Thursday, 6 December 2012

Reflections on April Carter: Nationalism vs. Global Citizenship

I would like to talk a little bit about the article Nationalism and Global Citizenship by April Carter. Firstly, I agree with the point she makes that some of the current conceptions of global citizenship are strongly rooted in early Western though, such as the political and moral standards associated with being a ‘decent citizen’.

As I read on, I found it interesting that April had differentiated between nationalism and global citizenship because I now see where she is coming from in setting both notions on opposite sides of the spectrum but at the same time, I suggest that perhaps the notion of nationalism is an indefinable and useless term. Maybe instead the spectrum should incorporate different levels of global citizenship, some of which do include certain aspects of nationalism.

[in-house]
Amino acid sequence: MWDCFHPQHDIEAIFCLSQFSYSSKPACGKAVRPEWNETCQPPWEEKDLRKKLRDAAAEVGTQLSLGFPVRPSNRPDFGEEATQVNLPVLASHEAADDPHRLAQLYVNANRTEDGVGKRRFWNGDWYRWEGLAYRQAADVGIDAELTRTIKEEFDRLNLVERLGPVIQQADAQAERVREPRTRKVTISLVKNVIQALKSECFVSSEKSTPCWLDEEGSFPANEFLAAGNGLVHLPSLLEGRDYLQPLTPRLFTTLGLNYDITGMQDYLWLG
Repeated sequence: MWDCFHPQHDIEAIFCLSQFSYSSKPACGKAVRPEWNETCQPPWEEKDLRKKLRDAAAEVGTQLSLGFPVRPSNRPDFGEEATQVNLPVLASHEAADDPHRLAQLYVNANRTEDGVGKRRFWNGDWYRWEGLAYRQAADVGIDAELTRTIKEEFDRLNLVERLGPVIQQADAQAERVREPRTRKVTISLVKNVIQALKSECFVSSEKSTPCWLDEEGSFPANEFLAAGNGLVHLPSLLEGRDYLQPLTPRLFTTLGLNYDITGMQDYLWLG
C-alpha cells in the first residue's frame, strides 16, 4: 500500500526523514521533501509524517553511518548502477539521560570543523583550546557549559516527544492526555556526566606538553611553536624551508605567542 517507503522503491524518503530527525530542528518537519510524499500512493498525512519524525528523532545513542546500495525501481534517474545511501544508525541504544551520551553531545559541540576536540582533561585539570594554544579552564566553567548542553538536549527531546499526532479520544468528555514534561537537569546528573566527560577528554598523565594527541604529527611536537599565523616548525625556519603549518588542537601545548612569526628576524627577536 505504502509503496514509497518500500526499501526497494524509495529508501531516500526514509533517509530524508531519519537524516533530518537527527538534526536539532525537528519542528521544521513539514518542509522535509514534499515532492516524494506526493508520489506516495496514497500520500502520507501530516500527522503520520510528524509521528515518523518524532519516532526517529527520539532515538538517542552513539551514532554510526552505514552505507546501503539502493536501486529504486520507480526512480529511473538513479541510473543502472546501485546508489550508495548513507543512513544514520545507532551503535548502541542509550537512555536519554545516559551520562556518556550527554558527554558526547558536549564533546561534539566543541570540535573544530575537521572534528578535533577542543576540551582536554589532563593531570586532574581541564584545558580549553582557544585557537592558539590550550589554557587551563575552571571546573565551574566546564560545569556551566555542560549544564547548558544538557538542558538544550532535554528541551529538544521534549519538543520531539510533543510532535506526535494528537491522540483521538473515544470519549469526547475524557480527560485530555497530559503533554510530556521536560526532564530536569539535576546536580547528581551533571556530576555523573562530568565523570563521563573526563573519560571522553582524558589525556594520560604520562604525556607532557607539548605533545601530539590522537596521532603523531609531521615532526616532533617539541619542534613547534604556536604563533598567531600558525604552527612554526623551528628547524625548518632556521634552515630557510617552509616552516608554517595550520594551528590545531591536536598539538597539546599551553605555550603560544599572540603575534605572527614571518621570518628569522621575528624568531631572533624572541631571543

In the article, it was mentioned that ideas of nationalism seem to create a term for a nation that may not actually be a “nation”. So for example, trying to claim that a nation is a place where there is a homogenous language structure is useless because there is no single place where this exists. I believe it’s useless to try and coin what nationalism is and I think it would make much more sense to say that the global world is a nation in itself where all citizens are global citizens - perhaps with some contributing more than others in regards to justice and morality. For example, the cosmopolitan understanding of global citizenship is based around taking responsibility for all conflict in the world and could be at the highest moral level of the spectrum.

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